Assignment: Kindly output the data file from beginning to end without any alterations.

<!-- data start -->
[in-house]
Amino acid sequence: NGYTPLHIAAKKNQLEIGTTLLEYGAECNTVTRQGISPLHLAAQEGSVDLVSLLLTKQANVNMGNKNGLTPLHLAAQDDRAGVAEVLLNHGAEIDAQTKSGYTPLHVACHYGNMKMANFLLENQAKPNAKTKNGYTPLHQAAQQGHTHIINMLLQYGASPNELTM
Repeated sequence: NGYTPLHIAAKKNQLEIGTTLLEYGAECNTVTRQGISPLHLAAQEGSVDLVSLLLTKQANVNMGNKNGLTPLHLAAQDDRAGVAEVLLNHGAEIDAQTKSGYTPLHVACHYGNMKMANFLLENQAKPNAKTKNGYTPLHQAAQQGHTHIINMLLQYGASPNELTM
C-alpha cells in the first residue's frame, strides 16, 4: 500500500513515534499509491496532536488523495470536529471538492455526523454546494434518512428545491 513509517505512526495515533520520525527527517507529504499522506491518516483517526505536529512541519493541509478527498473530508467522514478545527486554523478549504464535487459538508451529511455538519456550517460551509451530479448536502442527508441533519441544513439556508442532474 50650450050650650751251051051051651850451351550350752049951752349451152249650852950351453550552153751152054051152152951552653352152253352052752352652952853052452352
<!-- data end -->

[in-house]
Amino acid sequence: NGYTPLHIAAKKNQLEIGTTLLEYGAECNTVTRQGISPLHLAAQEGSVDLVSLLLTKQANVNMGNKNGLTPLHLAAQDDRAGVAEVLLNHGAEIDAQTKSGYTPLHVACHYGNMKMANFLLENQAKPNAKTKNGYTPLHQAAQQGHTHIINMLLQYGASPNELTM
Repeated sequence: NGYTPLHIAAKKNQLEIGTTLLEYGAECNTVTRQGISPLHLAAQEGSVDLVSLLLTKQANVNMGNKNGLTPLHLAAQDDRAGVAEVLLNHGAEIDAQTKSGYTPLHVACHYGNMKMANFLLENQAKPNAKTKNGYTPLHQAAQQGHTHIINMLLQYGASPNELTM
C-alpha cells in the first residue's frame, strides 16, 4: 500500500513515534499509491496532536488523495470536529471538492455526523454546494434518512428545491 513509517505512526495515533520520525527527517507529504499522506491518516483517526505536529512541519493541509478527498473530508467522514478545527486554523478549504464535487459538508451529511455538519456550517460551509451530479448536502442527508441533519441544513439556508442532474 50650450050650650751251051051051651850451351550350752049951752349451152249650852950351453550552153751152054051152152951552653352152253352052752352652952853052452352